Moscow wants to judge the fighters from the Azov Battalion / Photo: EPA-EFE / RUSSIAN DEFENCE MINISTRY PRESS SERVICE / HANDOUT HANDOUT HANDOUT EDITORIAL USE ONLY / NO SALES HANDOUT EDITORIAL USE ONLY / NO SALES

"I am very pleased that the recently adopted omnibus is preventing the United States from providing weapons and training assistance to the neo-Nazi Azov Battalion, which is fighting in Ukraine," said then-Congressman Ro Kana.

Azov leaders softened their ideology as they formed a political party and sought to enter Ukrainian mainstream politics. But for Moscow they remained the same evil.

Russian media have accused Azov fighters of destroying thousands of apartment buildings in Mariupol and accused them of using civilians as human shields.

"Civilians who tried to flee were either blockaded or killed in cold blood," said Russian journalist Dmitry Grigoriev in early April.

Death penalty?

The Russian senator said on Wednesday that Azov fighters should not be exchanged and returned to Ukraine on the battlefield. Instead, they must be tried and sentenced to death in the so-called separatist-controlled Donetsk and Luhansk People's Republics, Andrei Klishas said.

"All the neo-Nazis from Azov should be tried for the crimes they committed in Donetsk and Luhansk," he told the Telegram.

Some Ukrainians say the trial and the death penalty could become a "reality show" for Kremlin-controlled television networks, diverting public attention from Russia's failure to occupy Kyiv and the north.

And for the people of Mariupol, the fall of Azovstal is the last straw in the tragedy of the destruction of their hometown and their lives.

"Thrown into fierce fighting"

Sergei Vaganov is a 63-year-old photographer who fled Mariupol in mid-March after surviving weeks of incessant attacks by Russian bombers, cruise missiles and heavy artillery.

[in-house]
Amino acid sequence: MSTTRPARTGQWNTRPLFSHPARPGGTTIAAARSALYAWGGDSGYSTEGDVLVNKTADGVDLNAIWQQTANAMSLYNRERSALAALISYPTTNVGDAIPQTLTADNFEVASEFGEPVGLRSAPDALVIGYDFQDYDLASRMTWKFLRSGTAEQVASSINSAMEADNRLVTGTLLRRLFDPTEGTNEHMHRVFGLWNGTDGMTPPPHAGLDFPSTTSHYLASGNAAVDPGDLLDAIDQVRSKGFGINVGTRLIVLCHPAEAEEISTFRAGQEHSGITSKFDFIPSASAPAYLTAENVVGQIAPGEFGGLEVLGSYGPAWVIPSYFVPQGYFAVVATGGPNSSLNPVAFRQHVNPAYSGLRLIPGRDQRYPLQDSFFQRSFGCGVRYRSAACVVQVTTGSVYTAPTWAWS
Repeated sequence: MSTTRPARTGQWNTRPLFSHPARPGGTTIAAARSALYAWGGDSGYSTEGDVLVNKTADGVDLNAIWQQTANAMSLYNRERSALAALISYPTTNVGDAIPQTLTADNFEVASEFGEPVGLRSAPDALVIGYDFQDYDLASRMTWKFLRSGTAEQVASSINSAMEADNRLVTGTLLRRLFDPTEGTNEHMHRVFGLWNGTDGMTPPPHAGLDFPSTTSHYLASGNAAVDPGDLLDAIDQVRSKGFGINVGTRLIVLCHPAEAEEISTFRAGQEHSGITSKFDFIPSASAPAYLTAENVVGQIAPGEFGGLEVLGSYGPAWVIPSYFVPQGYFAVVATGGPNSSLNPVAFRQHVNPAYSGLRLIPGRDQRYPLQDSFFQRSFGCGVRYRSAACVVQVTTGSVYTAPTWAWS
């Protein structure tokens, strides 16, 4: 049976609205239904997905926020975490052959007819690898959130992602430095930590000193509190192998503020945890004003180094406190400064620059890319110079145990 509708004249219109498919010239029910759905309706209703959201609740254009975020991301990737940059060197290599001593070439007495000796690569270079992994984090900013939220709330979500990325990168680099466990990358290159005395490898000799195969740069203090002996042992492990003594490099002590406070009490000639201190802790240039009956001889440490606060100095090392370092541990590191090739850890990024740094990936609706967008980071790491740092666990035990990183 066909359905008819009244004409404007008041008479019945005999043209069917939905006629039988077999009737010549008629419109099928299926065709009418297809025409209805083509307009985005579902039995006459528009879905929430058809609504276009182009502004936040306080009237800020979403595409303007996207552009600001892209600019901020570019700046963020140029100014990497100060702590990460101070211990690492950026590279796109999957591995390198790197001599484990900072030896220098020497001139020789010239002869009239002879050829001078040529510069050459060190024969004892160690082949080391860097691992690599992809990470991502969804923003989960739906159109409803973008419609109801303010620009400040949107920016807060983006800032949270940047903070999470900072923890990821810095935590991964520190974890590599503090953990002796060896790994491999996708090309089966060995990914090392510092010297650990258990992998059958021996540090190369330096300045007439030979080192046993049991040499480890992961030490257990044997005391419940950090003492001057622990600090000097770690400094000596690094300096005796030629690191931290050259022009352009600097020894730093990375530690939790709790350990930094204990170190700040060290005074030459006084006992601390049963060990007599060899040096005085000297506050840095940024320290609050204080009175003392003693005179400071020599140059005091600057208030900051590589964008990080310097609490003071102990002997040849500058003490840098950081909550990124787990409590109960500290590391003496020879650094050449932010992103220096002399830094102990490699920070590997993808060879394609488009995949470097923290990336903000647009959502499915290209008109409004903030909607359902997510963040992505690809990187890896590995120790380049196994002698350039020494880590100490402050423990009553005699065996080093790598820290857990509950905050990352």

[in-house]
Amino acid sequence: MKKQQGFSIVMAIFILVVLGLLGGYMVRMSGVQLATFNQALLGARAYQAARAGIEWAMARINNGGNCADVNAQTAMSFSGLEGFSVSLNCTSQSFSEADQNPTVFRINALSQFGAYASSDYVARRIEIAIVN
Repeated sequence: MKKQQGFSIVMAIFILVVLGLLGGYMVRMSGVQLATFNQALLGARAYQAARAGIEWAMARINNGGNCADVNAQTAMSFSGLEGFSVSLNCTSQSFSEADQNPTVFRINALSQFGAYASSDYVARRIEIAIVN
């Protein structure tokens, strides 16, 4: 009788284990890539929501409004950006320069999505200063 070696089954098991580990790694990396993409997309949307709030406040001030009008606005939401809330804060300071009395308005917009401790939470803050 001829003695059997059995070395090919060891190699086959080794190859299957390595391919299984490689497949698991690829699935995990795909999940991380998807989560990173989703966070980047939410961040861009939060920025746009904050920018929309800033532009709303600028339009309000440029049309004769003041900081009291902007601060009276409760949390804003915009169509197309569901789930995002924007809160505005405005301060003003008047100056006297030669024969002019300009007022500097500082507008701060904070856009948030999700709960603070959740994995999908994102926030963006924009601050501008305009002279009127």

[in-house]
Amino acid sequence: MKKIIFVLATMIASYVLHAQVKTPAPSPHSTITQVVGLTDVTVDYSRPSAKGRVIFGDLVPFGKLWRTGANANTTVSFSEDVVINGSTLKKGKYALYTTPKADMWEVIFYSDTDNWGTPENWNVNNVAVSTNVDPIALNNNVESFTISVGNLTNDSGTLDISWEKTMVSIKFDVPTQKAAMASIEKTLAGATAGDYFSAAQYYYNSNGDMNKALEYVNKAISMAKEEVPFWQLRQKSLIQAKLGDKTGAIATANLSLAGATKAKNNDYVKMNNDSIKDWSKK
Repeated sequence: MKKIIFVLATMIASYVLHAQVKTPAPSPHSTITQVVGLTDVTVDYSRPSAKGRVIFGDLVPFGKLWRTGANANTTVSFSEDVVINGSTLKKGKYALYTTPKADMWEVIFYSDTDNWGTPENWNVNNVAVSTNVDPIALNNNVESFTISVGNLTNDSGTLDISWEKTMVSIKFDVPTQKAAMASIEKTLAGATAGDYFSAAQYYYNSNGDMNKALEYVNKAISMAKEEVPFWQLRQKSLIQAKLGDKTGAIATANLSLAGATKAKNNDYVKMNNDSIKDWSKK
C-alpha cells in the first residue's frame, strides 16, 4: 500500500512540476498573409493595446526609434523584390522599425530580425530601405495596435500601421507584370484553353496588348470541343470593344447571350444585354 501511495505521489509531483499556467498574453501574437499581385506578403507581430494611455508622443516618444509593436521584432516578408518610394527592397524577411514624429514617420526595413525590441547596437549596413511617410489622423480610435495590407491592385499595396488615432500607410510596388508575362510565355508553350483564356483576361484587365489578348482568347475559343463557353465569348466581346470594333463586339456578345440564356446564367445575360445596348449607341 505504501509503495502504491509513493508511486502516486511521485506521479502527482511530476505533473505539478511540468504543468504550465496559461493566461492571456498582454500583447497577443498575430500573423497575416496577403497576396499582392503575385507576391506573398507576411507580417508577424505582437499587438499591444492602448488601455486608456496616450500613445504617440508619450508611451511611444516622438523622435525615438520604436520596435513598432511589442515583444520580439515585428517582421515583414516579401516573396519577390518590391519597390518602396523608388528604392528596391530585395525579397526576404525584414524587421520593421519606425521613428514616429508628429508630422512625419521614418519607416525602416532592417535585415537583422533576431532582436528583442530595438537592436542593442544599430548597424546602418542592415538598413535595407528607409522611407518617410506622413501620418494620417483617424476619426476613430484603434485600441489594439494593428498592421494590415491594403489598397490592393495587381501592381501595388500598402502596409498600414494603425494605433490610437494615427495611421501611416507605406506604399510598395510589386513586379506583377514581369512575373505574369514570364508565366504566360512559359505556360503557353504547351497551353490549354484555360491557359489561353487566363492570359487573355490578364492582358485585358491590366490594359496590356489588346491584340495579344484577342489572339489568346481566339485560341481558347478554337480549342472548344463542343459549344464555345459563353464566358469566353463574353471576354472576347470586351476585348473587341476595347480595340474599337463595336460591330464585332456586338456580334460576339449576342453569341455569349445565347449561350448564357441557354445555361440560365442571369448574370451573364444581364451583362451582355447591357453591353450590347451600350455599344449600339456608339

He is being treated for severe asthma in Uzhgorod, a town in southwestern Ukraine that has not been hit by Russian shelling. But the news of the fall of Azovstal broke him.

"I am absolutely devastated," Vaganov told Al Jazeera.

Although the resistance hampered Russia's progress in other areas, it no longer made sense.

The forces used by Moscow in the recent Azovstal attacks are national guardsmen, separatists and "Kadyrovs" or paramilitaries loyal to pro-Russian Chechen leader Ramzan Kadyrov, said Ihor Romanenko, a former deputy chief of Ukraine's armed forces.

"Those with experience on the battlefield were pulled out of Mariupol and thrown into fierce fighting areas in the cities of Severodonetsk and Lisichansk," he told Al Jazeera.

An independent Russian expert agrees with this statement.

"Most of the combat-ready forces have long since withdrawn from Mariupol," said Pavel Luzin, a Russian defense analyst.

He said Moscow must maintain a large military presence in Mariupol, where tens of thousands of people remain, so it is certainly at a loss in terms of humanity.

"Those who attacked Azovstal will not change things elsewhere, and Russia still needs to keep its forces there to control that devastation," Luzhin said.

Video of the day